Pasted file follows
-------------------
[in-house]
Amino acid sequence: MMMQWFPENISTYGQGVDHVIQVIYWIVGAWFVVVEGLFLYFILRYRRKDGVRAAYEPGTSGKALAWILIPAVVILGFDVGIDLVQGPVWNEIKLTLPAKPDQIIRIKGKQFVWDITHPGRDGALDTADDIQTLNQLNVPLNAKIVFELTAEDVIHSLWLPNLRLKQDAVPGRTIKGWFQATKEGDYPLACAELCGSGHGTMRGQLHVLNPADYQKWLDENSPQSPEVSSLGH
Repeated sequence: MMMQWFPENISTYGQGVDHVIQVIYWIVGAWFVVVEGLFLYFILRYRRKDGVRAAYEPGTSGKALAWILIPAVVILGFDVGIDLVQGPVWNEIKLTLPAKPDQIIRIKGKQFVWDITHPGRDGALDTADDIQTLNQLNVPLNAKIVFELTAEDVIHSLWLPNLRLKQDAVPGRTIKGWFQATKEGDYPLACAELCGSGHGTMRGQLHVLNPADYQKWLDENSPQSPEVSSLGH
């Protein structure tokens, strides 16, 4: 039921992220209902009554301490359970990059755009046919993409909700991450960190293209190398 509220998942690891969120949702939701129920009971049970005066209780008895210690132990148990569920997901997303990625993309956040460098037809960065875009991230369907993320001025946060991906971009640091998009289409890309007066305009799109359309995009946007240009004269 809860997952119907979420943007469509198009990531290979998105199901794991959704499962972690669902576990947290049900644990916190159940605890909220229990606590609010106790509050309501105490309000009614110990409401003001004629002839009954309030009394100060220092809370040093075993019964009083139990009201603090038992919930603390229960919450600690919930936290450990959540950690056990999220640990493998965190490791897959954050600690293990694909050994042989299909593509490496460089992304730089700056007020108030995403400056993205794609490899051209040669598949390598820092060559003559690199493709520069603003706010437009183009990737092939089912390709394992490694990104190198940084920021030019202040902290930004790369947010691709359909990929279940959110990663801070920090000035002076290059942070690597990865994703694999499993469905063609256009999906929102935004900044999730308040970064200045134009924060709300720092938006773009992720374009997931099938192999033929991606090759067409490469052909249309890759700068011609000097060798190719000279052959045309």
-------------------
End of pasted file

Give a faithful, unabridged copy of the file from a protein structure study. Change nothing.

[in-house]
Amino acid sequence: MMMQWFPENISTYGQGVDHVIQVIYWIVGAWFVVVEGLFLYFILRYRRKDGVRAAYEPGTSGKALAWILIPAVVILGFDVGIDLVQGPVWNEIKLTLPAKPDQIIRIKGKQFVWDITHPGRDGALDTADDIQTLNQLNVPLNAKIVFELTAEDVIHSLWLPNLRLKQDAVPGRTIKGWFQATKEGDYPLACAELCGSGHGTMRGQLHVLNPADYQKWLDENSPQSPEVSSLGH
Repeated sequence: MMMQWFPENISTYGQGVDHVIQVIYWIVGAWFVVVEGLFLYFILRYRRKDGVRAAYEPGTSGKALAWILIPAVVILGFDVGIDLVQGPVWNEIKLTLPAKPDQIIRIKGKQFVWDITHPGRDGALDTADDIQTLNQLNVPLNAKIVFELTAEDVIHSLWLPNLRLKQDAVPGRTIKGWFQATKEGDYPLACAELCGSGHGTMRGQLHVLNPADYQKWLDENSPQSPEVSSLGH
């Protein structure tokens, strides 16, 4: 039921992220209902009554301490359970990059755009046919993409909700991450960190293209190398 509220998942690891969120949702939701129920009971049970005066209780008895210690132990148990569920997901997303990625993309956040460098037809960065875009991230369907993320001025946060991906971009640091998009289409890309007066305009799109359309995009946007240009004269 809860997952119907979420943007469509198009990531290979998105199901794991959704499962972690669902576990947290049900644990916190159940605890909220229990606590609010106790509050309501105490309000009614110990409401003001004629002839009954309030009394100060220092809370040093075993019964009083139990009201603090038992919930603390229960919450600690919930936290450990959540950690056990999220640990493998965190490791897959954050600690293990694909050994042989299909593509490496460089992304730089700056007020108030995403400056993205794609490899051209040669598949390598820092060559003559690199493709520069603003706010437009183009990737092939089912390709394992490694990104190198940084920021030019202040902290930004790369947010691709359909990929279940959110990663801070920090000035002076290059942070690597990865994703694999499993469905063609256009999906929102935004900044999730308040970064200045134009924060709300720092938006773009992720374009997931099938192999033929991606090759067409490469052909249309890759700068011609000097060798190719000279052959045309």